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We Need 2 Talk: Most Teens Still Start, End Their Relationships Offline

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Teenage girls gather in August outside an ice cream shop in Portland, Ore. A new Pew Research Center study finds that while teens use social media and other digital tools in all aspects of their romantic relationships, most still initially meet — and b
Beth Nakamura, The Oregonian/Landov
Teenage girls gather in August outside an ice cream shop in Portland, Ore. A new Pew Research Center study finds that while teens use social media and other digital tools in all aspects of their romantic relationships, most still initially meet — and break up with — their love interests face-to-face.

The Pew Research Center released a new study Thursday that examines just how much technology is embedded in the romantic relationships of teenagers. Half of the more than 1,000 teens ages 13 to 17 said they have let someone know they have feelings for them on social media sites such as Facebook, researchers found.

The study, "Teens, Technology And Romantic Relationships" finds less than a tenth (8 percent) of teenagers have met a significant other online. However social media does play an important role in maintaining young teen romances.

Fifty-nine percent of all teens say social media helps make them feel connected to a boyfriend or girlfriend, according to the survey. And as lead researcher of the study, Amanda Lenhart, found out, emojis are vitally important.

"The hand holding, the padlock and the heart emojis seem to be the most critical, at least in the focus groups we conducted," Lenhart said.

One item she found surprising was that, when broken down by gender, teenage boys were 13 percent higher than their female counterparts to say social media made them feel more attached to the person they were dating (65 percent to 52 percent, respectively).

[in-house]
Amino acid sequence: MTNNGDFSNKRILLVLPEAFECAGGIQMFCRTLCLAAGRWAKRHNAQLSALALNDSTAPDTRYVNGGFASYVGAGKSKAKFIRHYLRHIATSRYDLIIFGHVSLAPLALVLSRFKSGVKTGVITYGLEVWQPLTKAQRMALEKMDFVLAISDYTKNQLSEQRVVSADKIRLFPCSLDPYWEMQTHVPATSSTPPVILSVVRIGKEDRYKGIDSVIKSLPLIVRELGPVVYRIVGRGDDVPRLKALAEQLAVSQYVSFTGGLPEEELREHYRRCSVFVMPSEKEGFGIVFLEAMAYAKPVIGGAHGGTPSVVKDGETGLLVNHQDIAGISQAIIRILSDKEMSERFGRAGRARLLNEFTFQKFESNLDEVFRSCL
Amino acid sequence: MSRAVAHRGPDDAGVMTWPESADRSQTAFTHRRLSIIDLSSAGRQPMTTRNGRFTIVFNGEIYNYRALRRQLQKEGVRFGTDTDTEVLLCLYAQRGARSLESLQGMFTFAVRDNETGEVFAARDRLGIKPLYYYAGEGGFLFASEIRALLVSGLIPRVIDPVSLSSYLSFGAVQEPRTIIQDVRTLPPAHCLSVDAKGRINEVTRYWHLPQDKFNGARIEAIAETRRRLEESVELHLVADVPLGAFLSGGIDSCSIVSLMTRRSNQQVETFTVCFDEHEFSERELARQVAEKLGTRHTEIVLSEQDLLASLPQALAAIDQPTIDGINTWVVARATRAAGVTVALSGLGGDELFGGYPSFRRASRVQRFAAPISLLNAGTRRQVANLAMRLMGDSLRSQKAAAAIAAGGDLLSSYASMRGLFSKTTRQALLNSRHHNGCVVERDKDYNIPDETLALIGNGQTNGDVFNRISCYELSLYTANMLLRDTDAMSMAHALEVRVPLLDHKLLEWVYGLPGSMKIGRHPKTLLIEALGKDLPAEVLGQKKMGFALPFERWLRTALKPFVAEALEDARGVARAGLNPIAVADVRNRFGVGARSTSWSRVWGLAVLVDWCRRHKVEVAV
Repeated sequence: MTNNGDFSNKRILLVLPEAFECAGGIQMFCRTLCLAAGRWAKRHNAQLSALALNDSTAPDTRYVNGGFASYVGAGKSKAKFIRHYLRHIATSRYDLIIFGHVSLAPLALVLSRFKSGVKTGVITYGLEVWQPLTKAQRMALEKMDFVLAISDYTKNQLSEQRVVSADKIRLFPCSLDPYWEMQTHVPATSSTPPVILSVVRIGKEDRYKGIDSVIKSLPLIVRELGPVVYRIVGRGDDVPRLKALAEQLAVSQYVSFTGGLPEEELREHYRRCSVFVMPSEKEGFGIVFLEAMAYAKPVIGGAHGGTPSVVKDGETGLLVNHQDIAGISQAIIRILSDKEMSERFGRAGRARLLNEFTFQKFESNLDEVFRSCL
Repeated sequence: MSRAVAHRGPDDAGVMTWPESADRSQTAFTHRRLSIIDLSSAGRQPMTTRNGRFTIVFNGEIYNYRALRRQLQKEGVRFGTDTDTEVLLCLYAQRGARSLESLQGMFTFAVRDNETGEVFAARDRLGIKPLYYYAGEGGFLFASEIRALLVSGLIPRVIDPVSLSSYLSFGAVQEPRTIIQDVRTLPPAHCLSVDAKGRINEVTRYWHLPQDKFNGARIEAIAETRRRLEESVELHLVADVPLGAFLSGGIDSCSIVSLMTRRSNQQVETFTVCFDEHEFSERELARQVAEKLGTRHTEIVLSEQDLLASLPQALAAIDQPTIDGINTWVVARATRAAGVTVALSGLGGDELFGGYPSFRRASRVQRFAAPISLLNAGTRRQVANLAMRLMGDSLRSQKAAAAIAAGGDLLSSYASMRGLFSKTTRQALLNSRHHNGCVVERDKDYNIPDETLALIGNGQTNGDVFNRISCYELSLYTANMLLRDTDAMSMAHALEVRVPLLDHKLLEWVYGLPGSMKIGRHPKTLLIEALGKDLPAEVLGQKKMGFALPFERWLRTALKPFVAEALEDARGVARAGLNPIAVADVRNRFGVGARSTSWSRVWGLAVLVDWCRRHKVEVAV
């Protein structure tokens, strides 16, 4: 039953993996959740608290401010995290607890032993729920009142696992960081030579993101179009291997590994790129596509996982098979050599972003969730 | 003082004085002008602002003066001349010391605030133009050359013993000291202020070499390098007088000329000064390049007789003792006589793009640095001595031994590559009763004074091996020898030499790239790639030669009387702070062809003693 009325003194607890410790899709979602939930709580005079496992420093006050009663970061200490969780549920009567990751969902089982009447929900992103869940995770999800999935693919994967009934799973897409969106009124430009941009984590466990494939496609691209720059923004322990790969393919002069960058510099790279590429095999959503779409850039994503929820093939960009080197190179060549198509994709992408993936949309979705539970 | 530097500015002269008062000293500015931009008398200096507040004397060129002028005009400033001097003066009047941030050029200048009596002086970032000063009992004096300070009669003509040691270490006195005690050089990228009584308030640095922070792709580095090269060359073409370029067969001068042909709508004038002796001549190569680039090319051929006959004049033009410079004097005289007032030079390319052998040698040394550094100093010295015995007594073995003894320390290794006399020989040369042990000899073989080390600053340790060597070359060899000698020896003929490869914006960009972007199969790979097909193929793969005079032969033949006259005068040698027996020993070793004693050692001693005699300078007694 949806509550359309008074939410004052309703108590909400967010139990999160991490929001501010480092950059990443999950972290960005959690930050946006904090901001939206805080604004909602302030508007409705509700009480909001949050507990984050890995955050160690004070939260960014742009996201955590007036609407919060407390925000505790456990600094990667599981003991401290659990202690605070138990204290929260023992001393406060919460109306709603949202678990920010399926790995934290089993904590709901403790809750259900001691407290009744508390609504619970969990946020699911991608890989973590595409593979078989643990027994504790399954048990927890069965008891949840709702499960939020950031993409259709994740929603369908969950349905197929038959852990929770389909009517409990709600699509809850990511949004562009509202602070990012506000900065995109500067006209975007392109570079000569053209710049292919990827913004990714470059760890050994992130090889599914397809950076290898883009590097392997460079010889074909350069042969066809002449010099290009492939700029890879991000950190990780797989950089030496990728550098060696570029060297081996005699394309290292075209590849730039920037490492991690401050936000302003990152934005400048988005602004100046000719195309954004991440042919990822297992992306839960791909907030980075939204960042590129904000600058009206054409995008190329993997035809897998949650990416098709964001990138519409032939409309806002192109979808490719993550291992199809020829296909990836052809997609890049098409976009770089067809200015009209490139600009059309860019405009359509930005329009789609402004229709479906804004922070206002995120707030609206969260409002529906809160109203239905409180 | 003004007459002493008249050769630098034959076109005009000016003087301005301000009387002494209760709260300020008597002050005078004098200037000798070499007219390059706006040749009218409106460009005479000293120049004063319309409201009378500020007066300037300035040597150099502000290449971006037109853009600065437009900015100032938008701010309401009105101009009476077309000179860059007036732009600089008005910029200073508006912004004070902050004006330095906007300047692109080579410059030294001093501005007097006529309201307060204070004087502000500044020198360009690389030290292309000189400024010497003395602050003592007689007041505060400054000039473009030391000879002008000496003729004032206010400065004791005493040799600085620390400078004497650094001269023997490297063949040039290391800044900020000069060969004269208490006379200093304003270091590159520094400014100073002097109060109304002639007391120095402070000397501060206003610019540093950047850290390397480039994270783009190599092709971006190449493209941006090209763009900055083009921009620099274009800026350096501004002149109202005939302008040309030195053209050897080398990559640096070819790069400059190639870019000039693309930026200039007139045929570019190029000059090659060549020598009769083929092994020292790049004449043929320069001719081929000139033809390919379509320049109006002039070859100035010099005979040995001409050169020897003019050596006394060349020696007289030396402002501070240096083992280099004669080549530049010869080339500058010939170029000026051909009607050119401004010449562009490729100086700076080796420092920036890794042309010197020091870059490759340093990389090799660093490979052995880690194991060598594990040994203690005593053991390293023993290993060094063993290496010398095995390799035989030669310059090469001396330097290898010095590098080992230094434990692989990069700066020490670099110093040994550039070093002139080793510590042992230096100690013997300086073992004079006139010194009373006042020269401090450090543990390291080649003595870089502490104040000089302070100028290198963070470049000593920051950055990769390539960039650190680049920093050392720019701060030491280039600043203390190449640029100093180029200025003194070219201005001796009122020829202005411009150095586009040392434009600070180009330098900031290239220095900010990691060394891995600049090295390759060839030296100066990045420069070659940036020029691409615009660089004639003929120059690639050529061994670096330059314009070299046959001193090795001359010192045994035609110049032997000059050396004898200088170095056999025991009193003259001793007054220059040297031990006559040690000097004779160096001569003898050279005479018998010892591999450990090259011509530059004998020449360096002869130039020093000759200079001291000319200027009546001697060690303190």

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"Boys told us that they found that they felt more connected to their partners through social media than girls did. They are more likely to say they felt an increased emotional connection and a connection in general to the workings of their partner's lives," Lenhart said.

And of course social media is a "major vehicle" when it comes to flirting.

Forty-seven percent of teenagers have flirted or expressed interest in someone by liking or commenting on someone's social media posts.

While most had Facebook pages, Lenhart found that when it comes to flirting or maintaining relationships, this was not teens' preferred social media site to go to — after all (duh!) their moms are all on Facebook too.

Teenagers tend to go to "visually oriented" sites like Snapchat and Instagram, according to Lenhart, because they offer more privacy and control over who sees their posts.

So what happens when the relationship sours?

Pew researchers found that breakups are typically done the old-fashioned way — in person. Of the 35 percent of teens who have dating experience, about three-fifths have broken up with someone in person. And nearly half (47 percent) have been broken up with in a face-to-face discussion.

"That's the most socially acceptable way to break up with somebody," Lenhart says. "It's not considered to be particularly acceptable to dump somebody on a text, but a lot of people [27 percent] do it."

And of course once it's over, the "pruning" or deleting of pictures blocking of exes and changing your social media profile ensues.

"Social media are being used far less often in nefarious ways in adolescents' romantic lives than I think a lot of adults worry about," says Temple University psychology professor Lawrence Steinberg. "I think that most of what kids use social media for in this aspect of their life is ... not unlike the way people in previous generations used the telephone."

Steinberg, who is the author of Age of Opportunity: Lessons From The New Science Of Adolescence also says the study should ease parents' angst about what their teens are doing online.

"A lot of adults today have unnecessary worries about the ways in which social media are disrupting adolescents emotional development, and I think this survey suggests ...they're not the evil that many people think of them as."

Read the full study here:

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